Well federal spending goes way back. The sidewalks in Highmore were all wet pants Annie’s.
    I’m sure they still are.

  11. jerry 2021-12-23 14:01

    Nailed it Scott.

  12. Arlo Blundt 2021-12-23 19:48

    Scott is correct. Just about all paved county highways date back to the “Farm to Market” road program of Nils Boe and Archie Gubbrud in the 60’s. By the time of the Kneip administration, Republicans were whining that South Dakota had too many highways and needed to end the farm to market road program and eliminate certain state highways. Highway funding was concentrated on certain trunk highways and to maintenance of the interstate system

  13. grudznick 2021-12-23 20:03

    Lar! Some of your and my best friends *CoughBobCough* will be very upset if we end the video game lottery. Shush.

  14. mike from iowa 2021-12-24 09:16

    In iowa, where we do pay taxes, everyone complained about damage to primary and secondary roads by oversized “Honey Wagons” full of liquid hog waste. A quick solution was to add more axles to spread the weight out more evenly and much of the severe damage disappeared.

    I must admit, seeing the damage done to shoulders of Hiways 10 and 59 by big rigs hauling oversize wind turbine parts, made manure hauling damage pale in comparison. Gravel intersections where wide turns were needed were rebuilt as needed. They were eventually restored to near original condition.

  15. Mark Anderson 2021-12-24 17:14

    You know my comment about the WPA is all over South Dakota. You can look it up, bridges, government buildings, schools, sidewalks, roads. The federal government has done well by South Dakota. Too bad nobody there appreciates it.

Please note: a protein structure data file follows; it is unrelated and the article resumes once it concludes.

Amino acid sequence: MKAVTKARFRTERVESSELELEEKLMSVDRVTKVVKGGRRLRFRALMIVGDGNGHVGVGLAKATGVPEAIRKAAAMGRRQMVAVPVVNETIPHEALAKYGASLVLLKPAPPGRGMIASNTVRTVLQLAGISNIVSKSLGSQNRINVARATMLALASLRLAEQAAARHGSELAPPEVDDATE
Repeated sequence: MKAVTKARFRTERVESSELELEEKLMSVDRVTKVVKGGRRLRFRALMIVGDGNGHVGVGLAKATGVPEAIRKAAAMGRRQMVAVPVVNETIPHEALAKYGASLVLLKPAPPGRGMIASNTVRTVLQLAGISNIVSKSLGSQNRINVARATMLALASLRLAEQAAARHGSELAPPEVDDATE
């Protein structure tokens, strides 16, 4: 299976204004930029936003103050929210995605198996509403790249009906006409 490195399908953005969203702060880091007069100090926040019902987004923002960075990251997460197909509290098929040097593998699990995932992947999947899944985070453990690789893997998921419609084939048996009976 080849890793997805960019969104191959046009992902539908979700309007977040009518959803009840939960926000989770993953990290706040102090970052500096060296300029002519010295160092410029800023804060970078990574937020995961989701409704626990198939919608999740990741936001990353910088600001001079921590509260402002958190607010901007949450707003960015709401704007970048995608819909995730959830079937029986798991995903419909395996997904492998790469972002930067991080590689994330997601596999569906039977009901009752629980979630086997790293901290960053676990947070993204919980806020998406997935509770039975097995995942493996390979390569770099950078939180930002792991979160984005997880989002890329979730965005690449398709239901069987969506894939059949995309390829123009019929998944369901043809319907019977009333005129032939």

16. grudznick 2021-12-24 17:22

    Mr. Anderson, grudznick can appreciate your WPA comments. Pactola dam was built by the WPA in 1940. It was used to construct many dams, grade many miles of road. They built a bunch of sanitary privies. And in 1936 they built the dinosaur park up there on the hill. The WPA was a swell deal for Rapid City.

  17. Arlo Blundt 2021-12-24 17:34

    Mark–you’re so correct and its not only Rapid City and the Hills that benefitted from WPA. Read Alton Lee’s book, “A New Deal for South Dakota” for a thorough accounting of New Deal initiatives in South Dakota. Governor Berry, a conservative, wheeler dealer, cattle raising Democrat and Senator Bulow, a lawyer from Beresford who was an extremely conservative Democrat, lobbied the Roosevelt administration successfully throughout the 30’s. South Dakota got as much federal money as any state. Eleanor Roosevelt’s top advisor had grown up poor in Bowdle and Aberdeen and frequently visited in South Dakota and Eleanor lobbied for South Dakota as did Harry Hopkins. Roosevelt got a big kick out of Berry, thought he was an authentic western character. The Republicans, true to form, criticized both the WPA and CCC and couldn’t wait to end the programs in South Dakota.

  18. grudznick 2021-12-24 18:04

    The big difference between the WPA and CCC and the gravy trains of today is that back then those fellows had to get out and work, put some sweat onto the dirt and dig with their muscles. Today, slackards just sit at home smoking cigs and the demon weed they bought with their “stimulus” checks and nobody wants to go earn an honest day’s wage.

  19. Porter Lansing 2021-12-25 07:59

    grinchnick has as inflated of an imagination as he has a belly inflated with carbohydrate laden heart killers.